No doubt these are unsettling and downright worrisome times, especially for those with global operations that conduct business with China and want to do the right thing.
If you’re an export compliance officer for a U.S. exporter or freight forwarder, you’re already thinking how can this trade dispute between the U.S. and China make complying with export control regulations any worse?
Well, it just did in the past two weeks with the U.S. Commerce Department’s Bureau of Industry and Security, under order from the Trump administration, adding China-based Huawei Technologies Co. Ltd. and its 68 affiliates to the Entity List.
The Entity List identifies entities believed to be involved in activities that pose a threat to U.S. national security and foreign policy.
As part of their corporate compliance programs, U.S. exporters and their overseas affiliates, as well as their freight forwarders, must be aware of those entities on the Entity List to avoid running afoul of the Export Administration Regulations and being subject to substantial penalties.
While the Entity List does not preclude a U.S. company or organization from doing business with a listed entity, it imposes additional license requirements and limits the availability to most license exceptions for exports, re-exports and transfers to listed entities.
The move to add Huawei and its 68 overseas affiliates to the Entity List impacts hundreds of millions of dollars in potential U.S. semiconductor sales to the Chinese telecom giant. It also has sowed a level of confusion and panic among companies not only in the U.S. but throughout the world.
While not taking this action laying down, the U.S. Commerce Department’s counterpart in China on Friday took aim at U.S. export control rules by announcing a blacklist of so-called “unreliable” foreign firms or individuals who financially or operationally “harm” Chinese business interests.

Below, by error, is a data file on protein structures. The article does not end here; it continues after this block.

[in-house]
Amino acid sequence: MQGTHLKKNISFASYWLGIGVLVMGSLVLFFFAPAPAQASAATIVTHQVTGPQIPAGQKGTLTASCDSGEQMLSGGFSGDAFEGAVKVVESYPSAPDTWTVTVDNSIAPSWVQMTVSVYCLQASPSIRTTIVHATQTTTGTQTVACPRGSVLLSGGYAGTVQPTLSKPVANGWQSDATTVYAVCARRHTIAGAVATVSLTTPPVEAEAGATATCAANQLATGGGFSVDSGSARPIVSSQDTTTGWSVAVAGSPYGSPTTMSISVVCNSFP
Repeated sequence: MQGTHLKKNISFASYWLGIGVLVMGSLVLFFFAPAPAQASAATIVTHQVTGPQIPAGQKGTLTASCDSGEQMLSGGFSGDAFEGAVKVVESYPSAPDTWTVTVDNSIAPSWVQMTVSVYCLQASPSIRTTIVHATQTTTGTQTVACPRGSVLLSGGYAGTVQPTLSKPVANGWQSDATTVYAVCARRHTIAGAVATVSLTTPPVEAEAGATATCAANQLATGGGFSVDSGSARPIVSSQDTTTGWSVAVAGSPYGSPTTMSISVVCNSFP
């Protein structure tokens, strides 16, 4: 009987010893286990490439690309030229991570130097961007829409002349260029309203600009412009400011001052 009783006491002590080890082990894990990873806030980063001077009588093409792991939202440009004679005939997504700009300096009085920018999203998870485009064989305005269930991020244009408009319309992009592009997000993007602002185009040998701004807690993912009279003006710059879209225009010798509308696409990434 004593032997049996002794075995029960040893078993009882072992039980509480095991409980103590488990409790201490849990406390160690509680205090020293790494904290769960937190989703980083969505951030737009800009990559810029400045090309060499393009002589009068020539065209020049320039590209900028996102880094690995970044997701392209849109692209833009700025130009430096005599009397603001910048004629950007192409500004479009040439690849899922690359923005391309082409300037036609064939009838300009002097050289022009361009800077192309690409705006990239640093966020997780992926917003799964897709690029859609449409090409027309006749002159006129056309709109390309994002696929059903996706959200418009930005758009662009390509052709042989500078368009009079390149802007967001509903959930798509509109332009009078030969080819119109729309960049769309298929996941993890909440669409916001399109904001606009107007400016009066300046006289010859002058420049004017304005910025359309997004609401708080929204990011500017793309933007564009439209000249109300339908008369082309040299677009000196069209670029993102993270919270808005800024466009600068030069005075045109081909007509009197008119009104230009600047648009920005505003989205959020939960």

“Foreign enterprises, organizations or individuals that do not comply with market rules, deviate from a contract’s spirit or impose blockades or stop supplies to Chinese enterprises for noncommercial purposes and seriously damage the legitimate rights and interests of Chinese enterprises will be included on a list of ‘unreliable entities,’” China’s Commerce Ministry spokesman Gao Feng told press outlets.
Just what China’s unreliable list will include in terms of penalties and which companies, as well as how many, will be added to it in the weeks ahead remains to be seen. One can only imagine that even companies with no direct involvement in the dust-up between the U.S. and China over Huawei could find themselves suddenly on the unreliable list simply as part of a widespread U.S. economic punishment campaign by the Chinese authorities.
No doubt these are most unsettling and downright worrisome times for U.S. export compliance officers, especially those with global operations that inevitably conduct business with China and who want to do the right thing.
While the two governments continue to slug it out, the most important thing for U.S. companies to keep in mind is that their shipments from either the U.S. or overseas affiliates/subsidiaries involving China do not violate the BIS Entity List — or any other export control lists or regulations established by the Commerce, State, Treasury and Defense departments for that matter.
As an export compliance manager, your primary responsibility is to protect your company from the financial and operational harm that could result from violations of U.S. export control regulations and uphold your professional reputation and value as a guardian of compliance.